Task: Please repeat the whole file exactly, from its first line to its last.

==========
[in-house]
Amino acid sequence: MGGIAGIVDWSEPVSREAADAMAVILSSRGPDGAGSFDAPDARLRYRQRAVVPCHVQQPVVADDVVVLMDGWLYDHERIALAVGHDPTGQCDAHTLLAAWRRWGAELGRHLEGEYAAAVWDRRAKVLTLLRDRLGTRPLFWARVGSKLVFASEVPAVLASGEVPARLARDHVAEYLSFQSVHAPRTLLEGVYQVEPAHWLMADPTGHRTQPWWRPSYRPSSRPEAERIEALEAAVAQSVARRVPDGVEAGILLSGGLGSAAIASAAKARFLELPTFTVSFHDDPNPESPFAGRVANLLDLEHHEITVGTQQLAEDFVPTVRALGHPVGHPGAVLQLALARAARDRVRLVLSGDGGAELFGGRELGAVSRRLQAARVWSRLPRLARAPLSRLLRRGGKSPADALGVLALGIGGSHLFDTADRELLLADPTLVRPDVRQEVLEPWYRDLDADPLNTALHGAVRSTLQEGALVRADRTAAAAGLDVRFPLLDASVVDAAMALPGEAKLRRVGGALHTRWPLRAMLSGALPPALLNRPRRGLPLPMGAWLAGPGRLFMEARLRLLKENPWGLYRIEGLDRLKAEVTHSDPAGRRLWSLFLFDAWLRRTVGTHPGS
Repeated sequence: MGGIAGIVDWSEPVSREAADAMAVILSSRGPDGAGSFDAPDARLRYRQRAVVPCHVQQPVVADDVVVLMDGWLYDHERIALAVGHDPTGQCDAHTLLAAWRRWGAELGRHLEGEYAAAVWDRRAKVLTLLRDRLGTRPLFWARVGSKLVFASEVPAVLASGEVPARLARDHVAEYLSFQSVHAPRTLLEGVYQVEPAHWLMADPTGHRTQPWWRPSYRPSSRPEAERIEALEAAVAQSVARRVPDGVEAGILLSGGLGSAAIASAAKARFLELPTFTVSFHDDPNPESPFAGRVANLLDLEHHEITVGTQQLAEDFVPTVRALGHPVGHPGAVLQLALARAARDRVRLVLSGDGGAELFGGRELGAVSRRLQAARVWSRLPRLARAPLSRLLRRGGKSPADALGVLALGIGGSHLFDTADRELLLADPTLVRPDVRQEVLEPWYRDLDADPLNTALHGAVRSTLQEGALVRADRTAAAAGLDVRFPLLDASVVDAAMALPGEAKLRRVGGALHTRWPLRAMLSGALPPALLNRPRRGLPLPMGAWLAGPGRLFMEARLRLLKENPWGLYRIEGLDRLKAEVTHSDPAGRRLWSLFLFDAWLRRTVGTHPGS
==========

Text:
[in-house]
Amino acid sequence: MGGIAGIVDWSEPVSREAADAMAVILSSRGPDGAGSFDAPDARLRYRQRAVVPCHVQQPVVADDVVVLMDGWLYDHERIALAVGHDPTGQCDAHTLLAAWRRWGAELGRHLEGEYAAAVWDRRAKVLTLLRDRLGTRPLFWARVGSKLVFASEVPAVLASGEVPARLARDHVAEYLSFQSVHAPRTLLEGVYQVEPAHWLMADPTGHRTQPWWRPSYRPSSRPEAERIEALEAAVAQSVARRVPDGVEAGILLSGGLGSAAIASAAKARFLELPTFTVSFHDDPNPESPFAGRVANLLDLEHHEITVGTQQLAEDFVPTVRALGHPVGHPGAVLQLALARAARDRVRLVLSGDGGAELFGGRELGAVSRRLQAARVWSRLPRLARAPLSRLLRRGGKSPADALGVLALGIGGSHLFDTADRELLLADPTLVRPDVRQEVLEPWYRDLDADPLNTALHGAVRSTLQEGALVRADRTAAAAGLDVRFPLLDASVVDAAMALPGEAKLRRVGGALHTRWPLRAMLSGALPPALLNRPRRGLPLPMGAWLAGPGRLFMEARLRLLKENPWGLYRIEGLDRLKAEVTHSDPAGRRLWSLFLFDAWLRRTVGTHPGS
Repeated sequence: MGGIAGIVDWSEPVSREAADAMAVILSSRGPDGAGSFDAPDARLRYRQRAVVPCHVQQPVVADDVVVLMDGWLYDHERIALAVGHDPTGQCDAHTLLAAWRRWGAELGRHLEGEYAAAVWDRRAKVLTLLRDRLGTRPLFWARVGSKLVFASEVPAVLASGEVPARLARDHVAEYLSFQSVHAPRTLLEGVYQVEPAHWLMADPTGHRTQPWWRPSYRPSSRPEAERIEALEAAVAQSVARRVPDGVEAGILLSGGLGSAAIASAAKARFLELPTFTVSFHDDPNPESPFAGRVANLLDLEHHEITVGTQQLAEDFVPTVRALGHPVGHPGAVLQLALARAARDRVRLVLSGDGGAELFGGRELGAVSRRLQAARVWSRLPRLARAPLSRLLRRGGKSPADALGVLALGIGGSHLFDTADRELLLADPTLVRPDVRQEVLEPWYRDLDADPLNTALHGAVRSTLQEGALVRADRTAAAAGLDVRFPLLDASVVDAAMALPGEAKLRRVGGALHTRWPLRAMLSGALPPALLNRPRRGLPLPMGAWLAGPGRLFMEARLRLLKENPWGLYRIEGLDRLKAEVTHSDPAGRRLWSLFLFDAWLRRTVGTHPGS